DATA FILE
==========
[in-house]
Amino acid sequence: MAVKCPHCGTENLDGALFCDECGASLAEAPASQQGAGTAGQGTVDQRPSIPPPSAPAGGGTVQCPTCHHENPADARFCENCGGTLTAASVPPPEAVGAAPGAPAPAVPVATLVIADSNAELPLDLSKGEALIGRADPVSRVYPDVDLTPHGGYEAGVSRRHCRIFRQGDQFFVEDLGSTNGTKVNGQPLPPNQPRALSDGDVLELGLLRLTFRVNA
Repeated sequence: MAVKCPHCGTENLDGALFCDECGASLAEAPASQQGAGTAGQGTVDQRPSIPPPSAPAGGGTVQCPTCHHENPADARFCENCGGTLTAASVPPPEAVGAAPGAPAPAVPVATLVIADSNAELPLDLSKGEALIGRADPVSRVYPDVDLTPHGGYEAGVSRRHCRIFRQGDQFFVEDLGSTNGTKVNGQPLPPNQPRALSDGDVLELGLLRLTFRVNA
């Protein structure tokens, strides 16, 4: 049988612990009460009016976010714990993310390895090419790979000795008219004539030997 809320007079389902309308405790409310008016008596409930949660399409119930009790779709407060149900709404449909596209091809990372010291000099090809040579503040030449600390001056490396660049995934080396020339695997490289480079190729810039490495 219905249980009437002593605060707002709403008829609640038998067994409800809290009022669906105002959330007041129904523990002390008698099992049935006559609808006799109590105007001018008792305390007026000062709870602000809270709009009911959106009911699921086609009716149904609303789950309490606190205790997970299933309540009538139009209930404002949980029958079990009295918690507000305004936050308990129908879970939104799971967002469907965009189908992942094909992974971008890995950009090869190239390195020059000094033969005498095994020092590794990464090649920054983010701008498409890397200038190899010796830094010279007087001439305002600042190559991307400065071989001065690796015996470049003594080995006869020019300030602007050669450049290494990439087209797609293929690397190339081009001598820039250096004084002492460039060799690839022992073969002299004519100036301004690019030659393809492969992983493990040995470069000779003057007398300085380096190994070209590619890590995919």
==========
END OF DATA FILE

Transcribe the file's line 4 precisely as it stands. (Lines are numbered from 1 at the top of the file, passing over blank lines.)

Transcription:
């Protein structure tokens, strides 16, 4: 049988612990009460009016976010714990993310390895090419790979000795008219004539030997 809320007079389902309308405790409310008016008596409930949660399409119930009790779709407060149900709404449909596209091809990372010291000099090809040579503040030449600390001056490396660049995934080396020339695997490289480079190729810039490495 219905249980009437002593605060707002709403008829609640038998067994409800809290009022669906105002959330007041129904523990002390008698099992049935006559609808006799109590105007001018008792305390007026000062709870602000809270709009009911959106009911699921086609009716149904609303789950309490606190205790997970299933309540009538139009209930404002949980029958079990009295918690507000305004936050308990129908879970939104799971967002469907965009189908992942094909992974971008890995950009090869190239390195020059000094033969005498095994020092590794990464090649920054983010701008498409890397200038190899010796830094010279007087001439305002600042190559991307400065071989001065690796015996470049003594080995006869020019300030602007050669450049290494990439087209797609293929690397190339081009001598820039250096004084002492460039060799690839022992073969002299004519100036301004690019030659393809492969992983493990040995470069000779003057007398300085380096190994070209590619890590995919």